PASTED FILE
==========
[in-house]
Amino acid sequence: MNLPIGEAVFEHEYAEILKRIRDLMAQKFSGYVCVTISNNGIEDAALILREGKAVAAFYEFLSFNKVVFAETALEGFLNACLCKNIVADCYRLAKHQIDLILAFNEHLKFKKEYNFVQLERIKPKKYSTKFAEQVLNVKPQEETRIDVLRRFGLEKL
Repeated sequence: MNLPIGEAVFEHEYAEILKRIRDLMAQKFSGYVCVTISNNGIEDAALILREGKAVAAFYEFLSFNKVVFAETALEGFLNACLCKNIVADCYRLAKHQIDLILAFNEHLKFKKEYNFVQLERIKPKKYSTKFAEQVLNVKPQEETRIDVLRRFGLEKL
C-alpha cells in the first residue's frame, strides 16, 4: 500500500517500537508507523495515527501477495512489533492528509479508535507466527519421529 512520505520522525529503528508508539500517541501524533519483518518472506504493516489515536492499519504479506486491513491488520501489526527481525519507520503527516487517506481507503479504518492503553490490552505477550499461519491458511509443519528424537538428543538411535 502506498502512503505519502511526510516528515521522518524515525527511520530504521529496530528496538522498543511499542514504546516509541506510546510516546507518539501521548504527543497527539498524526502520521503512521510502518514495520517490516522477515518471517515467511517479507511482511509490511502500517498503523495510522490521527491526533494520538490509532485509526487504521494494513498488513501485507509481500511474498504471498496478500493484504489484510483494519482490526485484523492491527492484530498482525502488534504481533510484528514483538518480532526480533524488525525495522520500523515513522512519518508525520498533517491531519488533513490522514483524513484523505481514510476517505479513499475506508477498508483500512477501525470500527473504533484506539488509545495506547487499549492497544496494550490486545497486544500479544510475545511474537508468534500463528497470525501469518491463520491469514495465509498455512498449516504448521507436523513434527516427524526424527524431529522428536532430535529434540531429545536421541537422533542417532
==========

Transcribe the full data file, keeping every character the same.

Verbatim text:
[in-house]
Amino acid sequence: MNLPIGEAVFEHEYAEILKRIRDLMAQKFSGYVCVTISNNGIEDAALILREGKAVAAFYEFLSFNKVVFAETALEGFLNACLCKNIVADCYRLAKHQIDLILAFNEHLKFKKEYNFVQLERIKPKKYSTKFAEQVLNVKPQEETRIDVLRRFGLEKL
Repeated sequence: MNLPIGEAVFEHEYAEILKRIRDLMAQKFSGYVCVTISNNGIEDAALILREGKAVAAFYEFLSFNKVVFAETALEGFLNACLCKNIVADCYRLAKHQIDLILAFNEHLKFKKEYNFVQLERIKPKKYSTKFAEQVLNVKPQEETRIDVLRRFGLEKL
C-alpha cells in the first residue's frame, strides 16, 4: 500500500517500537508507523495515527501477495512489533492528509479508535507466527519421529 512520505520522525529503528508508539500517541501524533519483518518472506504493516489515536492499519504479506486491513491488520501489526527481525519507520503527516487517506481507503479504518492503553490490552505477550499461519491458511509443519528424537538428543538411535 502506498502512503505519502511526510516528515521522518524515525527511520530504521529496530528496538522498543511499542514504546516509541506510546510516546507518539501521548504527543497527539498524526502520521503512521510502518514495520517490516522477515518471517515467511517479507511482511509490511502500517498503523495510522490521527491526533494520538490509532485509526487504521494494513498488513501485507509481500511474498504471498496478500493484504489484510483494519482490526485484523492491527492484530498482525502488534504481533510484528514483538518480532526480533524488525525495522520500523515513522512519518508525520498533517491531519488533513490522514483524513484523505481514510476517505479513499475506508477498508483500512477501525470500527473504533484506539488509545495506547487499549492497544496494550490486545497486544500479544510475545511474537508468534500463528497470525501469518491463520491469514495465509498455512498449516504448521507436523513434527516427524526424527524431529522428536532430535529434540531429545536421541537422533542417532